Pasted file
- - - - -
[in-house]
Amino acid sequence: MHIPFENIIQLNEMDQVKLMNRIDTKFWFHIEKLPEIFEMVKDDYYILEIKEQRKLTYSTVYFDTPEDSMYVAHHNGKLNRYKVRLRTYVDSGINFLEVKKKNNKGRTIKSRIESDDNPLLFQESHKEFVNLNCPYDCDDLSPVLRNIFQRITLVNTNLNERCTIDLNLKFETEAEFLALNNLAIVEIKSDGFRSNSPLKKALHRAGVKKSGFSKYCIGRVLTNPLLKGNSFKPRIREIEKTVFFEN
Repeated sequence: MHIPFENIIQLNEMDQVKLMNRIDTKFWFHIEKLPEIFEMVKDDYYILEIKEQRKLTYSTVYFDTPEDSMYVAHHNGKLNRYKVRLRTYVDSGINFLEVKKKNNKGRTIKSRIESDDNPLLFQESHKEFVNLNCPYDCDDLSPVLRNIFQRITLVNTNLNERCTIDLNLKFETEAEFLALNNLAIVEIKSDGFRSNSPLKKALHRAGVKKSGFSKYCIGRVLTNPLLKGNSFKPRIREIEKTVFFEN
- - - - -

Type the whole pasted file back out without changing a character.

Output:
[in-house]
Amino acid sequence: MHIPFENIIQLNEMDQVKLMNRIDTKFWFHIEKLPEIFEMVKDDYYILEIKEQRKLTYSTVYFDTPEDSMYVAHHNGKLNRYKVRLRTYVDSGINFLEVKKKNNKGRTIKSRIESDDNPLLFQESHKEFVNLNCPYDCDDLSPVLRNIFQRITLVNTNLNERCTIDLNLKFETEAEFLALNNLAIVEIKSDGFRSNSPLKKALHRAGVKKSGFSKYCIGRVLTNPLLKGNSFKPRIREIEKTVFFEN
Repeated sequence: MHIPFENIIQLNEMDQVKLMNRIDTKFWFHIEKLPEIFEMVKDDYYILEIKEQRKLTYSTVYFDTPEDSMYVAHHNGKLNRYKVRLRTYVDSGINFLEVKKKNNKGRTIKSRIESDDNPLLFQESHKEFVNLNCPYDCDDLSPVLRNIFQRITLVNTNLNERCTIDLNLKFETEAEFLALNNLAIVEIKSDGFRSNSPLKKALHRAGVKKSGFSKYCIGRVLTNPLLKGNSFKPRIREIEKTVFFEN